Protein Heals Cardiac Muscle and Regenerates Organs

by Wall Street Rebel - Michael London | 10/11/2022 4:03 PM
Protein Heals Cardiac Muscle and Regenerates Organs

A protein that plays a role in the formation of neurons also plays a role in reprogramming scar tissue cells into heart muscle cells.


The intriguing fields of cellular reprogramming and organ regeneration have been the focus of the intense investigation at the University of North Carolina School of Medicine, where scientists have made significant discoveries. This discovery has the potential to play an important role in the development of future therapeutics for cardiac damage

A recently discovered process by researchers at the University of North Carolina at Chapel Hill and published in the peer-reviewed journal Cell Stem Cell enables cells from scar tissue, which are also referred to as fibroblasts, to be reprogrammed so that they can develop into healthy heart muscle cells. This method is not only more simplified but also more effective (cardiomyocytes). It's possible to produce fibrous and hard tissue after a heart attack or due to heart disease, which may eventually lead to heart failure. These cells, known as fibroblasts, are responsible for producing this tissue. One of the potential future treatment methods that is currently being researched as a potential future approach to treating or possibly eventually curing this widespread and sometimes fatal illness is the transformation of fibroblasts into cardiomyocytes.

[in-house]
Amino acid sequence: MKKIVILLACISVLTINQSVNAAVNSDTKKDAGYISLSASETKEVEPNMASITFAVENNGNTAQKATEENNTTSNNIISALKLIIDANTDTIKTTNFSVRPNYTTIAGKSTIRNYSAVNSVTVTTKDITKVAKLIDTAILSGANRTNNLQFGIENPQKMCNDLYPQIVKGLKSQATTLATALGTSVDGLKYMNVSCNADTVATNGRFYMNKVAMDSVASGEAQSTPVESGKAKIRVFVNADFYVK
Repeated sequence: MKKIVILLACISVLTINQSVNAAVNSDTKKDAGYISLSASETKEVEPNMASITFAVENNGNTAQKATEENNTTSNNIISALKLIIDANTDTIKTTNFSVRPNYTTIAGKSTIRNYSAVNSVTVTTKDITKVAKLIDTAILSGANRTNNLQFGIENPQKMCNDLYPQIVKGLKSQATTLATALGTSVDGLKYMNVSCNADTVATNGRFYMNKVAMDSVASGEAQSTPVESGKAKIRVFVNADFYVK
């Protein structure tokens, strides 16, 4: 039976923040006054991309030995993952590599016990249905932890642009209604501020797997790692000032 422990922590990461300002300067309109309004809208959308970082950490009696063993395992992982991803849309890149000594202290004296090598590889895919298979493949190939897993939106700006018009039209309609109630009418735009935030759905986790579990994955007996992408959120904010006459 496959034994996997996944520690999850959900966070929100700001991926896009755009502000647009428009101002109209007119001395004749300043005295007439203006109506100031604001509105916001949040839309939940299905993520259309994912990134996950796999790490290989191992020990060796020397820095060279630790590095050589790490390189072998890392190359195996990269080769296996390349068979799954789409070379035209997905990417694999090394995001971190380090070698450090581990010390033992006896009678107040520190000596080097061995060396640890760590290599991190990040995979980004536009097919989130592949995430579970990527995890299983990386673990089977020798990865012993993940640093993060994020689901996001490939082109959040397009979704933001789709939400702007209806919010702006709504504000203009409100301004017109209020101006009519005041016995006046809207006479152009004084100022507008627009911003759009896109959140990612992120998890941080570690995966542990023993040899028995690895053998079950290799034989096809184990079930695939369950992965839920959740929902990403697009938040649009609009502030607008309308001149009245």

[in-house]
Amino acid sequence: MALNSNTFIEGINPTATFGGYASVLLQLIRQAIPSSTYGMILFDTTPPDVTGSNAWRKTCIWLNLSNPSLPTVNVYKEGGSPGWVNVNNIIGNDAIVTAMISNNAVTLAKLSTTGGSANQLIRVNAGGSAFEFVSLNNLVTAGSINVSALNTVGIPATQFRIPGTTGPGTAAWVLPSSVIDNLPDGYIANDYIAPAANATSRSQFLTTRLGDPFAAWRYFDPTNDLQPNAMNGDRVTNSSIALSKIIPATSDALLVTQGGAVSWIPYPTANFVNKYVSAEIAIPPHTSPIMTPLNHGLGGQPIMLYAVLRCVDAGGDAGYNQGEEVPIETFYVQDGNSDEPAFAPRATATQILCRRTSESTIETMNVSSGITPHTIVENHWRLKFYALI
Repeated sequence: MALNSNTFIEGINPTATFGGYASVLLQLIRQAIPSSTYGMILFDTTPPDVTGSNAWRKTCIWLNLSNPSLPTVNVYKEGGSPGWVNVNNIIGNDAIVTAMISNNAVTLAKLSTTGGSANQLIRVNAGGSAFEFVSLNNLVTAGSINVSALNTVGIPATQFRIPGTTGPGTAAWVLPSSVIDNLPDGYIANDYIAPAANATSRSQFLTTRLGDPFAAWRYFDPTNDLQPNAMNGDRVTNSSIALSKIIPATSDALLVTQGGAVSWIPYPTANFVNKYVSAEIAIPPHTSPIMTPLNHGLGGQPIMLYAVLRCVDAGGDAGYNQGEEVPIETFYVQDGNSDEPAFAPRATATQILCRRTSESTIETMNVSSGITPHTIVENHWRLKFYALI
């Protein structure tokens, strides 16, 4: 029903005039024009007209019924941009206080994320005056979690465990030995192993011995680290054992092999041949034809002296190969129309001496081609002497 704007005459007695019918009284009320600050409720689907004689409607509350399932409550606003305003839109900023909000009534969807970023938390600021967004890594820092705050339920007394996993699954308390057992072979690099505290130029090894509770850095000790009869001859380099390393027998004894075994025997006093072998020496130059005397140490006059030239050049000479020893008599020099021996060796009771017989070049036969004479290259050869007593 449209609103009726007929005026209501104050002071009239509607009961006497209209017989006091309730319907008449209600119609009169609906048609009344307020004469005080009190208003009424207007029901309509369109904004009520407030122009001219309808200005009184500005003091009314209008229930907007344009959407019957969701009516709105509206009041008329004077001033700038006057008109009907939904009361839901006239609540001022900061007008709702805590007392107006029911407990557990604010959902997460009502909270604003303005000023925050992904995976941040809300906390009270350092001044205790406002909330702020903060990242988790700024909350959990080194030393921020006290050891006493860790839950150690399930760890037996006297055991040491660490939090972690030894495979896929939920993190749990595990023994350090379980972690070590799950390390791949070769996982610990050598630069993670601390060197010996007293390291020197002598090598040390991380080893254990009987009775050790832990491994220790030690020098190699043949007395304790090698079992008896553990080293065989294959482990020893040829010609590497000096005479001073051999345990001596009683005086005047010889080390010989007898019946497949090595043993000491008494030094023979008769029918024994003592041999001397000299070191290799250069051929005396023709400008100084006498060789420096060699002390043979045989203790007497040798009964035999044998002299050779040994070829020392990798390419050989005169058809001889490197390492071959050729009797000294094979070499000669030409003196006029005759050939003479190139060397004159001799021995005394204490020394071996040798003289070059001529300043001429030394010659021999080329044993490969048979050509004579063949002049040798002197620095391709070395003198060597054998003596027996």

The surprising answer to the question of the key to the novel method of producing cardiomyocytes was found to be a protein known as Ascl1, which controls the activity of genes and is an essential protein involved in the transformation of fibroblasts into neurons..

According to the senior author of the study, Li Qian, Ph.D., associate professor in the UNC Department of Pathology and Lab Medicine and associate director of the McAllister Heart Institute at the UNC School of Medicine, "It's an outside-the-box finding, and we expect it to be useful in developing future cardiac therapies and potentially other kinds of therapeutic cellular reprogramming."

Adult cells can be reprogrammed to become stem cells through various methods that researchers have developed over the past 15 years. Those stem cells can then be induced to become adult cells of a different kind of adult cell. This process is known as adult cell differentiation. In more recent years, researchers have developed methods that enable cells to be reprogrammed more directly, allowing cells to transition straight from one mature cell type to another. It is hoped that once these techniques have been perfected in terms of their level of safety, efficacy, and efficiency, medical professionals will be able to convert cells that are harmful to patients into cells that are helpful for patients with the use of a simple injection. This has been a long-held goal.

"Reprogramming fibroblasts has been one of the key goals in the study for a very long time," said Qian. "The research has been going in this direction for a long time." "The over-activity of fibroblasts is the underlying cause of many critical diseases and maladies, including heart failure, chronic obstructive pulmonary disease, liver disease, renal disease, and the scar-like brain damage that may be caused by strokes."